The United States’ byzantine election system is governed by overlapping rules on the county, state, and federal levels. Elections in different states and even different cities are held on different days, with polling places in varying locations and voting hours that change from one year to the next.
Together, the laws and procedures result in a chaos that undermines faith in election, and that is easily exploited by politicians in the name of election integrity.
“The confusion creates this fog that then opens up the doors for more blatant forms of suppression,” Albright said. In recent years, strict voter identification laws, the substantial reduction of polling locations and voting hours, and massive purges of voter rolls have all resulted in more confusion.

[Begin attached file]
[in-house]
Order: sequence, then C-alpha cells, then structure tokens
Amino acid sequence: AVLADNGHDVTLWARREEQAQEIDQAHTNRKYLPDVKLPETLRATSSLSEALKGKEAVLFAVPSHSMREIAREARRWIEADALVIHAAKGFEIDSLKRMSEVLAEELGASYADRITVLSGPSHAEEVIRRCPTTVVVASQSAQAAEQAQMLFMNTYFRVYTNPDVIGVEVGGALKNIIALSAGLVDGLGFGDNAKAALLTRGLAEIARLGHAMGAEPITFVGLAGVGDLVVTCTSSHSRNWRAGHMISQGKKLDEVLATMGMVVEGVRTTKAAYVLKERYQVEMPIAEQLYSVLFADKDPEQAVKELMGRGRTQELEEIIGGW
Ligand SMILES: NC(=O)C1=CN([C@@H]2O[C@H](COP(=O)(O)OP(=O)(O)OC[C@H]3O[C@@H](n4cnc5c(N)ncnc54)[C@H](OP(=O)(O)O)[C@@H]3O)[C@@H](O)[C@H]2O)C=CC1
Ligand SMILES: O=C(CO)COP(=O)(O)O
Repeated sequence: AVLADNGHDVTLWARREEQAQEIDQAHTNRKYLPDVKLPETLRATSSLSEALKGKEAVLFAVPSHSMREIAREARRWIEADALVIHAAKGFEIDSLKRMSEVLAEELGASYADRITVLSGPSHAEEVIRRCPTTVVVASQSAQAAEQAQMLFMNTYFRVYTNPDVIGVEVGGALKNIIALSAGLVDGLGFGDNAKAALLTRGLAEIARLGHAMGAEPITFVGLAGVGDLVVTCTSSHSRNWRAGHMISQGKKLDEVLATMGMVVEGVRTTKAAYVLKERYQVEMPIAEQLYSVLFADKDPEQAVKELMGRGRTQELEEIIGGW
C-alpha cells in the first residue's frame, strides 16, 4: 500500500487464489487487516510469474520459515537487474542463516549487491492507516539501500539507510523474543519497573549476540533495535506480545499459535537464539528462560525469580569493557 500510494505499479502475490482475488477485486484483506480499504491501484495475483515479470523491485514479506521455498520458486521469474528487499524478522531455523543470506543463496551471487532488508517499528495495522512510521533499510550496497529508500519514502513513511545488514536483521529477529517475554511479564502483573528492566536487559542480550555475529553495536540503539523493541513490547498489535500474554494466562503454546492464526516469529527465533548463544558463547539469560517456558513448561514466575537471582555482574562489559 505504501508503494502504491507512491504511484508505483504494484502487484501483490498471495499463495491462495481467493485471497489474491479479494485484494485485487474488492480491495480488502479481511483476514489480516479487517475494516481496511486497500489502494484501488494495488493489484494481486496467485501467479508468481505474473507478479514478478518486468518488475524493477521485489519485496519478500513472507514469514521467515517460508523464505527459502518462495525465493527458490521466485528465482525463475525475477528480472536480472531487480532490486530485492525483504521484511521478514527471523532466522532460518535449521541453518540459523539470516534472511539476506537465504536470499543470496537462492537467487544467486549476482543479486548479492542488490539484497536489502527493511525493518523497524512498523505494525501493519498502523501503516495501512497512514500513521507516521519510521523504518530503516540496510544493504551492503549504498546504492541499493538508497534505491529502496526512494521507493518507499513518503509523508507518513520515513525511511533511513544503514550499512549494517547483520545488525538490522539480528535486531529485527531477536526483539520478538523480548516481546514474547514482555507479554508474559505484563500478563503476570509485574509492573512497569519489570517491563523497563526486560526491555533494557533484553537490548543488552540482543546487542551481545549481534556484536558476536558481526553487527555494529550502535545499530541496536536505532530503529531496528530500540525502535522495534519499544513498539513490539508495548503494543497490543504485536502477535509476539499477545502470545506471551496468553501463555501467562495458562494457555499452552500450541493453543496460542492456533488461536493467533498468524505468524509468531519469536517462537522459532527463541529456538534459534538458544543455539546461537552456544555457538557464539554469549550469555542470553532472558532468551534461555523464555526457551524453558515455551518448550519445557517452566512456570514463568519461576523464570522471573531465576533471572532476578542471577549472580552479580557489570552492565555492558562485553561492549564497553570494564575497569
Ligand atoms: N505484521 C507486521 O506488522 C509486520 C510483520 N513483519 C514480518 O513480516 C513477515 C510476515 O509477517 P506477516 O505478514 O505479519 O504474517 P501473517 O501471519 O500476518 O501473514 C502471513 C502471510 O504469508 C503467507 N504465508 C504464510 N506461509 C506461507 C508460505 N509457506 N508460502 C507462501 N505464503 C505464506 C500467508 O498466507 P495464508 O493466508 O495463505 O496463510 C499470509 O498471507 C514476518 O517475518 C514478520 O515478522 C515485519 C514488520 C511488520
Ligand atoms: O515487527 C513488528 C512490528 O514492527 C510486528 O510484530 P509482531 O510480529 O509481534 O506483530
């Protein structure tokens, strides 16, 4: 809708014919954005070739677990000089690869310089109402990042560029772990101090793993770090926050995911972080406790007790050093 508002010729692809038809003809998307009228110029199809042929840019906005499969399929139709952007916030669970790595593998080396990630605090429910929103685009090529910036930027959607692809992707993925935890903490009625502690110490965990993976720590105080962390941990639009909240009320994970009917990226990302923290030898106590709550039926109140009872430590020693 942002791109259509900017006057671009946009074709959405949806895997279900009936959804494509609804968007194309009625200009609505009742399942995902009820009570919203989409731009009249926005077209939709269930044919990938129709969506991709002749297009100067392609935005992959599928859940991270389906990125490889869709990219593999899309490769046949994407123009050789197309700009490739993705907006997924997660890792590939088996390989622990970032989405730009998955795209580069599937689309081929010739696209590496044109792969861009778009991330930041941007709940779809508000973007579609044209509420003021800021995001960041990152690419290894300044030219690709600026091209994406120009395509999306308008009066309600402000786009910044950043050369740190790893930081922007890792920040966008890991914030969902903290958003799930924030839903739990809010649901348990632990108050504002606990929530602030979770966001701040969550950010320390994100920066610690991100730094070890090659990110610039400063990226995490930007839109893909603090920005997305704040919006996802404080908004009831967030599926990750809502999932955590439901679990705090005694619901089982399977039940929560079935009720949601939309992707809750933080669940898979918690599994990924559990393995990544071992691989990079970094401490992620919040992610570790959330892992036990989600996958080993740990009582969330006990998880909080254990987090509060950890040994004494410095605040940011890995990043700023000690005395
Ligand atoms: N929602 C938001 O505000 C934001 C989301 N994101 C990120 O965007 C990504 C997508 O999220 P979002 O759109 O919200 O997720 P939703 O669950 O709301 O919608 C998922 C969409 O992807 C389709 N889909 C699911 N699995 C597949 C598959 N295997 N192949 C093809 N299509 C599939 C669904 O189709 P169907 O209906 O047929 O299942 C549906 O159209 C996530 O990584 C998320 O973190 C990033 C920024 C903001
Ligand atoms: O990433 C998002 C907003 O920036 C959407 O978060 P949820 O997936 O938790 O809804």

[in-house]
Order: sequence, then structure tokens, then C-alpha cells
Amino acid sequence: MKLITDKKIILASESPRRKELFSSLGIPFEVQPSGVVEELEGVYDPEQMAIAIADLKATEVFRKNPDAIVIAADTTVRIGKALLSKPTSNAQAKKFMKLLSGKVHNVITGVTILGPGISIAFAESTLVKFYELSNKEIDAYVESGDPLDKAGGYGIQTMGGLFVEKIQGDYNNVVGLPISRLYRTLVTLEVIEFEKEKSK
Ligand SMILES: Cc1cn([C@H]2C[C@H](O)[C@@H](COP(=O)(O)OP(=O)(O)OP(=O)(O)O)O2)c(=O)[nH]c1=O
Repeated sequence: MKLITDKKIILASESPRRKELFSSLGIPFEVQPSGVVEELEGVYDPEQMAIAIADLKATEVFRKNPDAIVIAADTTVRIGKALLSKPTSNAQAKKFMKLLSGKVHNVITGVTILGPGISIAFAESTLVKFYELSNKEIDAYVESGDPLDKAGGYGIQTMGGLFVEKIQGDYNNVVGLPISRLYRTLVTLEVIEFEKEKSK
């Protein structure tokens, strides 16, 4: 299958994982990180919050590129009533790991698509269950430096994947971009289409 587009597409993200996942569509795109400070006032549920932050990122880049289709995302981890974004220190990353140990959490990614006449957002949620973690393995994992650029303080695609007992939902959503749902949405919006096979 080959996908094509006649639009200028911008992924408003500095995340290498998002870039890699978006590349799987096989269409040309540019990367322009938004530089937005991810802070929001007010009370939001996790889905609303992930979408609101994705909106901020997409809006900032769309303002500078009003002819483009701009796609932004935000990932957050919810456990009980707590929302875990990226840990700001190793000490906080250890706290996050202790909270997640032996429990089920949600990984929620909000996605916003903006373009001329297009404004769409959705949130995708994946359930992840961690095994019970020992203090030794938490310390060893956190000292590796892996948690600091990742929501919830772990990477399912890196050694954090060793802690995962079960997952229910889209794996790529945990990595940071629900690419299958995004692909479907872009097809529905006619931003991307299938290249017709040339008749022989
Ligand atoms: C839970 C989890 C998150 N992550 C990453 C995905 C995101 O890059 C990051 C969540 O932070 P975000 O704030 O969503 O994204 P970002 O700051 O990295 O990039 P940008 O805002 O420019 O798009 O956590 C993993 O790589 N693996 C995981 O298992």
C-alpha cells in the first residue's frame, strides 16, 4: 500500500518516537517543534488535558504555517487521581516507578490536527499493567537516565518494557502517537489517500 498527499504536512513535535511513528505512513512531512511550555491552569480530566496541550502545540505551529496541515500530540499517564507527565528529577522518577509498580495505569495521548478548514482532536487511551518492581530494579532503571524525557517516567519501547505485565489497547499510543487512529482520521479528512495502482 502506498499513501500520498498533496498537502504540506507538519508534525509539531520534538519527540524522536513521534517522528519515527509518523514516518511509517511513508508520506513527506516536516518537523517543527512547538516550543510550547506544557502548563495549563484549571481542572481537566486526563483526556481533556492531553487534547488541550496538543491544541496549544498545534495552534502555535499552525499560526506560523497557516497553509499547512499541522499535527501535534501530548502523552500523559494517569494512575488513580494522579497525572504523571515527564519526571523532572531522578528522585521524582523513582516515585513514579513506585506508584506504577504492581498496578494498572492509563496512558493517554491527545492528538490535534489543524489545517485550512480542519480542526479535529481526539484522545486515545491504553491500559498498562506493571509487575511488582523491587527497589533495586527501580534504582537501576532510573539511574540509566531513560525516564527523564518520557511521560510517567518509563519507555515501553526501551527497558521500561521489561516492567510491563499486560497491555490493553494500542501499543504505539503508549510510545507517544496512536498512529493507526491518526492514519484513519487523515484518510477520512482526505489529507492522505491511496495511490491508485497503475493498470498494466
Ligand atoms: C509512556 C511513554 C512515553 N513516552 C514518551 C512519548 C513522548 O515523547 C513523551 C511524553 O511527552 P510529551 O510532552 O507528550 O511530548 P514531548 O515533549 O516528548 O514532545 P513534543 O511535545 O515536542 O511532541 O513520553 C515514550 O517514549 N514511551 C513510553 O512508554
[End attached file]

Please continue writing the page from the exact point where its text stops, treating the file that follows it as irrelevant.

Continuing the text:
And while solutions exist, they aren’t always put into practice. Instead, Republicans tout laws they claim combat voter fraud — a problem that is vanishingly rare. Those laws both directly suppress voters and complicate elections to the point where confusion becomes an additional voter suppression tactic, said Rick Hasen, a voting rights expert and professor at the University of California Irvine.
“The more complicated you make things out of a desire to secure the integrity of the process — or at least that’s the claim — the greater the risk, if the rules are complex, that voters and election officials are not going to understand them,” Hasen said.